Hazel Rogers: I would say today's people really give me the most hope about addressing climate change and the issues that we face. Claire, to be honest, I'm still not an expert in this field, but it's people like you and the platforms that you have allowed me to join so that I can learn more about what's happening in the world and how we can best support and institute change.

I think it's also very inspiring and just tying this back to people to see leaders that I work with bring about these issues across the table within my current health system. For example, the vice president of diversity, equity and inclusion, she's been a huge resource for me because she's always open to sharing her knowledge and her insight with myself and other colleagues across the health system, which has been really helpful.

And lastly, I would just really say today's generation of young adults really give me hope. Millennials and Gen Zs, I believe they are great activists with regards to climate change. Their engagement on social media is really impressive, and they just continue to spread awareness about this issue. And it's really inspiring. It's just a beautiful thing to just witness so many people really involved with climate change and really wanting to make an impact for the future.

Claire Stinson: Well, I think we're in good hands with you for our future as well. Thank you so much for sharing that. Ben, let me ask you the same question. What or who gives you the most hope about effectively addressing the climate change and health issues that we face?

Ben Rabin: I have to give credit to my peers among the medical students who I've been working with over the last four years now. And a couple of people who I would shout out are Emmaline Laney, who I've worked with for four years while she was a student at Emory. She's now graduated and is an internal medicine resident at Brigham and Women's Hospital in Boston. And she's brought so much passion and knowledge to the work that we did at Emory and really building this curriculum from the ground up. My mentor, Dr. Philipsborn, who has really shown me that being a climate change advocate as well as a practicing clinician is possible and that it's really necessary and gratifying work.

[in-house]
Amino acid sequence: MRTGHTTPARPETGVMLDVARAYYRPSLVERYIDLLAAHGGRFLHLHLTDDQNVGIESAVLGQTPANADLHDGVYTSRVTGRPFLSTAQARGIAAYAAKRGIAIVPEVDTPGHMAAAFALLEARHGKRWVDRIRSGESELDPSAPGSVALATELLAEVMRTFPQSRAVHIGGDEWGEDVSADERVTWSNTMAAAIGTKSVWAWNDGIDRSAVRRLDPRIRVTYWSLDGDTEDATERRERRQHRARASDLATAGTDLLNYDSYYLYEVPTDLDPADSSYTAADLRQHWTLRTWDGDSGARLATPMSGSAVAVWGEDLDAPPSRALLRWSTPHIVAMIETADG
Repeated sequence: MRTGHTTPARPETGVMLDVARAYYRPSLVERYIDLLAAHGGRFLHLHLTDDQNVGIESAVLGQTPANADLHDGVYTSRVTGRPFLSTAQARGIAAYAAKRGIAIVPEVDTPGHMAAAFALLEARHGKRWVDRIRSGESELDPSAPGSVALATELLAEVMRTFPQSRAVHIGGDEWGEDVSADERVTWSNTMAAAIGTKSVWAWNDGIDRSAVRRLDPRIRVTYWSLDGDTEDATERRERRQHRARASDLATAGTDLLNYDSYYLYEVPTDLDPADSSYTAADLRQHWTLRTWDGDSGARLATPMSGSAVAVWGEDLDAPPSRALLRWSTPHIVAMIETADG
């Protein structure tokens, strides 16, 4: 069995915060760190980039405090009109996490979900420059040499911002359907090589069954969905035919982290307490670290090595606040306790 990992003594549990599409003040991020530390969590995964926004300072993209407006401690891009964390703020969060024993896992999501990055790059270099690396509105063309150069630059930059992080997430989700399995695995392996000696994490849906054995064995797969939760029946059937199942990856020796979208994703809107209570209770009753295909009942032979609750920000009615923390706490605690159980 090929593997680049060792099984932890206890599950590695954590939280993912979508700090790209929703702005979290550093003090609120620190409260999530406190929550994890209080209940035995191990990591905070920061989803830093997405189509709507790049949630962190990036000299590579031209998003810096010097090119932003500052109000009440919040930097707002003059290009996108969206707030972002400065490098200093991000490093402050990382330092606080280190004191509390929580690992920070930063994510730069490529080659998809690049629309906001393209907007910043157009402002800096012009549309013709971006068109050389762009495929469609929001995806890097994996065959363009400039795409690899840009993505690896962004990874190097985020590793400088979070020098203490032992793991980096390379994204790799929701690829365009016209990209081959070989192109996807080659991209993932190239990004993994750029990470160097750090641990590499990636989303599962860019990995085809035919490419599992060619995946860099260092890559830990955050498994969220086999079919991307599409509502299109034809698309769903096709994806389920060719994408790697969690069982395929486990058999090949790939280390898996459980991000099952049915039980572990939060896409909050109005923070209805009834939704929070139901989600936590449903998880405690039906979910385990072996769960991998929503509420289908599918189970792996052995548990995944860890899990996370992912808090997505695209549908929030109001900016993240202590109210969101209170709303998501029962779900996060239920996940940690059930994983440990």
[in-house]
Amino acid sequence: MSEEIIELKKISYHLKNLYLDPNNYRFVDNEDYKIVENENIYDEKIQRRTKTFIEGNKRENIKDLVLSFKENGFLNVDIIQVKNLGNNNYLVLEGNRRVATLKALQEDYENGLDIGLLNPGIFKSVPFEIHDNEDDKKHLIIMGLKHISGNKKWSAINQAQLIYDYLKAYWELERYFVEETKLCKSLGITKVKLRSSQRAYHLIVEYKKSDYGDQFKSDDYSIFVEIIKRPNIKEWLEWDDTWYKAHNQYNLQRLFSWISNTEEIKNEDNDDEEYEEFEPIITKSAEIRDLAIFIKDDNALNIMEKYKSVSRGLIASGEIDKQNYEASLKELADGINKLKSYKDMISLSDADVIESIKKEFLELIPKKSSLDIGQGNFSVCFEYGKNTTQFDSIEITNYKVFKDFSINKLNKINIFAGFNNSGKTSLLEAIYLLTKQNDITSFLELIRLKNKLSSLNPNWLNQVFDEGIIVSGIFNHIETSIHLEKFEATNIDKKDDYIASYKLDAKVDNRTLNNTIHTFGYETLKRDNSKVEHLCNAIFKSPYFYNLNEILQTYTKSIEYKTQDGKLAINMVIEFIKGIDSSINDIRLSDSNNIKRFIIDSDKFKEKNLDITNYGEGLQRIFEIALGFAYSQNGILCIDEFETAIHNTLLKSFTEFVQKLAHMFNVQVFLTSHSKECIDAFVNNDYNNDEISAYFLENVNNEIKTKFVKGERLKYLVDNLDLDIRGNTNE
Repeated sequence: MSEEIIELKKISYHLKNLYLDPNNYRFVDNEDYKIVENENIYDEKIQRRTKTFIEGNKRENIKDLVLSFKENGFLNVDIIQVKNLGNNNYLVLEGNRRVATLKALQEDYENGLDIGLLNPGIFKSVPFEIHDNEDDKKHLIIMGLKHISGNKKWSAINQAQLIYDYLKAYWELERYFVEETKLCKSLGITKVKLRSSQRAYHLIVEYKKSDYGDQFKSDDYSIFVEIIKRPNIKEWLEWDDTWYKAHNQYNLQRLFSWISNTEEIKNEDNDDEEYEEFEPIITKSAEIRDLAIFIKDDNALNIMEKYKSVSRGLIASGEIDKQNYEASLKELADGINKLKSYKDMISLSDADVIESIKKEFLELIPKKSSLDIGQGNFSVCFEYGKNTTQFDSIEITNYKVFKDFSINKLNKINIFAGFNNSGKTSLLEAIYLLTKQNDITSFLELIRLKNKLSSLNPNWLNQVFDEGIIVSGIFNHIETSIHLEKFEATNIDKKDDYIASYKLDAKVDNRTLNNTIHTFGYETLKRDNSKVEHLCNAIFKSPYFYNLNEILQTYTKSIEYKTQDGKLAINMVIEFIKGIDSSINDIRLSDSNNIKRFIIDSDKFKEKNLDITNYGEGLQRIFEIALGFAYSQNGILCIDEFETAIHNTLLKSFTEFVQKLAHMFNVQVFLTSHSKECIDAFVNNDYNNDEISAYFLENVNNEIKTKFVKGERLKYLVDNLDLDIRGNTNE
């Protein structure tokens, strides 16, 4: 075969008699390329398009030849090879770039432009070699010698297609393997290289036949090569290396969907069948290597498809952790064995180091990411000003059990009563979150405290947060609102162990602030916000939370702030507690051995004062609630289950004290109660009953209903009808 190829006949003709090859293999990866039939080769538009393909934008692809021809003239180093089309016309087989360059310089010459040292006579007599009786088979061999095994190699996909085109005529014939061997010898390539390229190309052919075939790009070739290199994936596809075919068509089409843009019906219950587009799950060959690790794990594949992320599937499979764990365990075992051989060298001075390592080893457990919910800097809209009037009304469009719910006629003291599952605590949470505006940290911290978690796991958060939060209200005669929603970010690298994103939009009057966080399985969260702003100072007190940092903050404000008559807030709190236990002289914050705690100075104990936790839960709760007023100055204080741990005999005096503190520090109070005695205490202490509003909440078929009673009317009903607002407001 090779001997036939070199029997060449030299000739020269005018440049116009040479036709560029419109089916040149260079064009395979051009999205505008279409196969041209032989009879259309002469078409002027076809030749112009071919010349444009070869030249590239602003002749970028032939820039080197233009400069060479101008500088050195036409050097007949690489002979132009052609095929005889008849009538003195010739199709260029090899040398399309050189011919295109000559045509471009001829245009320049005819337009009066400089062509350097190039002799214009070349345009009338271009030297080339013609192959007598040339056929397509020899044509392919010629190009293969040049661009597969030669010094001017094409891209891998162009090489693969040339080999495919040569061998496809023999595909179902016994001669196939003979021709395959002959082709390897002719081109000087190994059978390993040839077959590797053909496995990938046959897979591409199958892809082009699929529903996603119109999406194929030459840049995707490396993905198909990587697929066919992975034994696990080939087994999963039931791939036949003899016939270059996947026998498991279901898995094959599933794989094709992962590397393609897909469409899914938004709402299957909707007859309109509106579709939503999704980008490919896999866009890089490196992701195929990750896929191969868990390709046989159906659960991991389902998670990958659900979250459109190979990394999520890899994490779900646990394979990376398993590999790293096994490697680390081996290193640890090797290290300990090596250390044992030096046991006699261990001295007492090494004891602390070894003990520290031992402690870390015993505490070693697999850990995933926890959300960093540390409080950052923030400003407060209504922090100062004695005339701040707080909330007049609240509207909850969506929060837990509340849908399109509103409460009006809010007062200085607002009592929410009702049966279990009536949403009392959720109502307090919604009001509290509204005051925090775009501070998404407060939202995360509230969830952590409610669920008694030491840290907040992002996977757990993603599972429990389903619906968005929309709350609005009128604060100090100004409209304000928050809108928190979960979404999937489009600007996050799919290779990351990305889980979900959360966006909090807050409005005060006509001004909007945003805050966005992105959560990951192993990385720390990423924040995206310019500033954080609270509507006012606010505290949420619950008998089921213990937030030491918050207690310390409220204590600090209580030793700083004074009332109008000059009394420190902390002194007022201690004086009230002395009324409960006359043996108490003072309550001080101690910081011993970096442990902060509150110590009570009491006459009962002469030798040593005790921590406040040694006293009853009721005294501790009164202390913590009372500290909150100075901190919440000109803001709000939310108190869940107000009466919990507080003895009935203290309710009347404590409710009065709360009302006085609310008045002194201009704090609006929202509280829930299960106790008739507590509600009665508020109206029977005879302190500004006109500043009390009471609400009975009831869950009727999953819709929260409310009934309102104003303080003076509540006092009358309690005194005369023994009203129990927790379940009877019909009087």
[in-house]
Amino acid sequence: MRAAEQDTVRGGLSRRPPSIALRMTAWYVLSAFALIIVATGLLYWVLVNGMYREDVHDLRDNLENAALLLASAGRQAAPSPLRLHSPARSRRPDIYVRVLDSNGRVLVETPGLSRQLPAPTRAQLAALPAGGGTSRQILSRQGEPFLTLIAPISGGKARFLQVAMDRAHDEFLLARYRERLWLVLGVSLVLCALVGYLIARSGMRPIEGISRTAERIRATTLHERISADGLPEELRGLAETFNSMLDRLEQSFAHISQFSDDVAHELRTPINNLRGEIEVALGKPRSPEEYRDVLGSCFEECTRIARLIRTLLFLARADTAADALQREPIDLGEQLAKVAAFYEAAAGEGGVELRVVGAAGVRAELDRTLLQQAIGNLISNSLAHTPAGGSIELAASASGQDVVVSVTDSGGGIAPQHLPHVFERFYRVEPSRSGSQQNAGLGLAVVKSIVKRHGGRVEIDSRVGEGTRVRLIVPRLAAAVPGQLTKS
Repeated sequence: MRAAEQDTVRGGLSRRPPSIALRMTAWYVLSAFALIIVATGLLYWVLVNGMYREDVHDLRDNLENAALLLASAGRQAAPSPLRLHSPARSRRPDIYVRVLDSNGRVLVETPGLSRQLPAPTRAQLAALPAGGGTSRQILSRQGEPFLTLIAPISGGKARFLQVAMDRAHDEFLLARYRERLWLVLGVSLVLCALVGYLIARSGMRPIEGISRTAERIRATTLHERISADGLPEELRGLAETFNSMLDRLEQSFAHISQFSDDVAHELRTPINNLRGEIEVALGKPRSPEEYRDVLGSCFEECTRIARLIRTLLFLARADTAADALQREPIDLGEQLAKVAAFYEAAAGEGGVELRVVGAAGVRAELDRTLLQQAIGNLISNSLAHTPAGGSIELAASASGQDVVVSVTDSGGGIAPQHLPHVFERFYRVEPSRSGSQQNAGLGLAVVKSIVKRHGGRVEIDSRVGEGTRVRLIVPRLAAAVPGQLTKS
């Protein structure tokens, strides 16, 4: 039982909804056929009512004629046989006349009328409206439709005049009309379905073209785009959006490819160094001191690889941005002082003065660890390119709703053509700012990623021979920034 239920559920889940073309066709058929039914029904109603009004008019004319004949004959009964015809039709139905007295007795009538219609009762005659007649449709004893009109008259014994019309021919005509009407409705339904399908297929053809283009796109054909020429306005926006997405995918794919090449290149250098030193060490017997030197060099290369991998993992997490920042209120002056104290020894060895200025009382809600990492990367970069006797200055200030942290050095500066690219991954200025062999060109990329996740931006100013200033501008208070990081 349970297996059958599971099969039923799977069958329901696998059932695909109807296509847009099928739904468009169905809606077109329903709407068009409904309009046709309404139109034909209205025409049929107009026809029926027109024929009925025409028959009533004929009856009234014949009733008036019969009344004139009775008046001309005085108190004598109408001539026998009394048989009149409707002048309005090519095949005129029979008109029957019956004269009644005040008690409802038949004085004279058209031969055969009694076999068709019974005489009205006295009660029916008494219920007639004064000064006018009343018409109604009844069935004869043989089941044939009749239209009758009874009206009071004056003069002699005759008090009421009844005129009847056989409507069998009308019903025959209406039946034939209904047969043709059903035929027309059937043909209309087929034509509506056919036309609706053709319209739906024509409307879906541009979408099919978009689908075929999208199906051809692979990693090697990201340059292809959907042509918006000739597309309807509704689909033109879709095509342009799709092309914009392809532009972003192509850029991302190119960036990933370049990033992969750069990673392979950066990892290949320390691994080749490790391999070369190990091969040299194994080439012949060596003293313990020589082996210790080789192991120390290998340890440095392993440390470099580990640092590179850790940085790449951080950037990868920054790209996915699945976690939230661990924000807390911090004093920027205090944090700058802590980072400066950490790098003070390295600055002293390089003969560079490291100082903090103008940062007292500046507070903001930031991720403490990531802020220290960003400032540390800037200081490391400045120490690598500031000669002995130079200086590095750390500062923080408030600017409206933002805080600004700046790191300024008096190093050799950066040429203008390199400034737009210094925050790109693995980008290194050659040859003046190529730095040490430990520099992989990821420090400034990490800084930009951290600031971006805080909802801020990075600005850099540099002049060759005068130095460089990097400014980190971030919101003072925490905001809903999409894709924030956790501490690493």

And then outside of Emory, there's a network of medical students called Medical Students for a Sustainable Future, which has really inspired and pushed forward a lot of incredible projects both in the curricular space, but also around advocacy and healthcare sustainability. And two of the leaders in that group are Natasha Sood and Karly Hampshire. They've both done really great work. I feel really fortunate to have been able to work directly and indirectly with these folks in the climate and health space, and they push me to keep working.

Claire Stinson: Well, thank you for sharing that. And you guys have done such a good job outlining the importance of taking action on the health impacts of climate change. And let me just say, Ben and Hazel, you two give me hope for our future on this topic. And I'm so grateful that you've been a part of Contagious Conversations.

Hazel Rogers: Thank you so much, Claire, for having us. This has just been a really exciting opportunity. I'm happy that I'm here speaking with you both.

Ben Rabin: Thank you for having us.